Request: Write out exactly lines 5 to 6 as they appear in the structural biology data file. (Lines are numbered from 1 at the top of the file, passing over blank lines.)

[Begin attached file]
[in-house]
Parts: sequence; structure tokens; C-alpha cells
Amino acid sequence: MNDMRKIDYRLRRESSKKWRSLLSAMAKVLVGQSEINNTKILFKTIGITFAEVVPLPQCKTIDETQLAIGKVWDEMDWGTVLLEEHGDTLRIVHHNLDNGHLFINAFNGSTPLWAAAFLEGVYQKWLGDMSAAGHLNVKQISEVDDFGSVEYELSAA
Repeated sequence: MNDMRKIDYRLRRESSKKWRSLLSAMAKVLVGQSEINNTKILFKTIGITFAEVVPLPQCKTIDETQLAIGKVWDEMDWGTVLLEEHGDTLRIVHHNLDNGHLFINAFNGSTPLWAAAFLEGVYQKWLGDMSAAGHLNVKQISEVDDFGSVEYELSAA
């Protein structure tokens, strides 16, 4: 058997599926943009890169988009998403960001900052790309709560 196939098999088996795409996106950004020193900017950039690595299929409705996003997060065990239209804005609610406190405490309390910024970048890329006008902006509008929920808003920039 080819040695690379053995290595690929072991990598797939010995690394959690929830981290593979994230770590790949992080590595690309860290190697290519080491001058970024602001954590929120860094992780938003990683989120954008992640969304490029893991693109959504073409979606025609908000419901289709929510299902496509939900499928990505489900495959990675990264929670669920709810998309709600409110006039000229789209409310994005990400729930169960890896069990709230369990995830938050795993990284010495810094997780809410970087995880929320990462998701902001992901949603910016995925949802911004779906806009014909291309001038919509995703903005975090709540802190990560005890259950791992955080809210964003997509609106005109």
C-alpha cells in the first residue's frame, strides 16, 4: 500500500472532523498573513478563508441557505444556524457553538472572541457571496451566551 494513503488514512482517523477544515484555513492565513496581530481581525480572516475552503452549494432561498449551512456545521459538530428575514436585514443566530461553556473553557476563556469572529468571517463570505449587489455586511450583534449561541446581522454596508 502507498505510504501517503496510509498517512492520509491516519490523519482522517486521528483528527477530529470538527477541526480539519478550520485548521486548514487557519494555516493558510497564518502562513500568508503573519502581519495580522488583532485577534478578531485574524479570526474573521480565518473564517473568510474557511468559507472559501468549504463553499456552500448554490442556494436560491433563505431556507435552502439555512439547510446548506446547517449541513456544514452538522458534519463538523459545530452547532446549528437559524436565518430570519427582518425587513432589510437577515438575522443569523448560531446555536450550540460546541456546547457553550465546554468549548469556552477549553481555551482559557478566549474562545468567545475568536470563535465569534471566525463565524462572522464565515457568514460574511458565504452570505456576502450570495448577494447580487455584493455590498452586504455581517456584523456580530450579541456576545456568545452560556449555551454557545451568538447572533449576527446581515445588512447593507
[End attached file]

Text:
């Protein structure tokens, strides 16, 4: 058997599926943009890169988009998403960001900052790309709560 196939098999088996795409996106950004020193900017950039690595299929409705996003997060065990239209804005609610406190405490309390910024970048890329006008902006509008929920808003920039 080819040695690379053995290595690929072991990598797939010995690394959690929830981290593979994230770590790949992080590595690309860290190697290519080491001058970024602001954590929120860094992780938003990683989120954008992640969304490029893991693109959504073409979606025609908000419901289709929510299902496509939900499928990505489900495959990675990264929670669920709810998309709600409110006039000229789209409310994005990400729930169960890896069990709230369990995830938050795993990284010495810094997780809410970087995880929320990462998701902001992901949603910016995925949802911004779906806009014909291309001038919509995703903005975090709540802190990560005890259950791992955080809210964003997509609106005109």
C-alpha cells in the first residue's frame, strides 16, 4: 500500500472532523498573513478563508441557505444556524457553538472572541457571496451566551 494513503488514512482517523477544515484555513492565513496581530481581525480572516475552503452549494432561498449551512456545521459538530428575514436585514443566530461553556473553557476563556469572529468571517463570505449587489455586511450583534449561541446581522454596508 502507498505510504501517503496510509498517512492520509491516519490523519482522517486521528483528527477530529470538527477541526480539519478550520485548521486548514487557519494555516493558510497564518502562513500568508503573519502581519495580522488583532485577534478578531485574524479570526474573521480565518473564517473568510474557511468559507472559501468549504463553499456552500448554490442556494436560491433563505431556507435552502439555512439547510446548506446547517449541513456544514452538522458534519463538523459545530452547532446549528437559524436565518430570519427582518425587513432589510437577515438575522443569523448560531446555536450550540460546541456546547457553550465546554468549548469556552477549553481555551482559557478566549474562545468567545475568536470563535465569534471566525463565524462572522464565515457568514460574511458565504452570505456576502450570495448577494447580487455584493455590498452586504455581517456584523456580530450579541456576545456568545452560556449555551454557545451568538447572533449576527446581515445588512447593507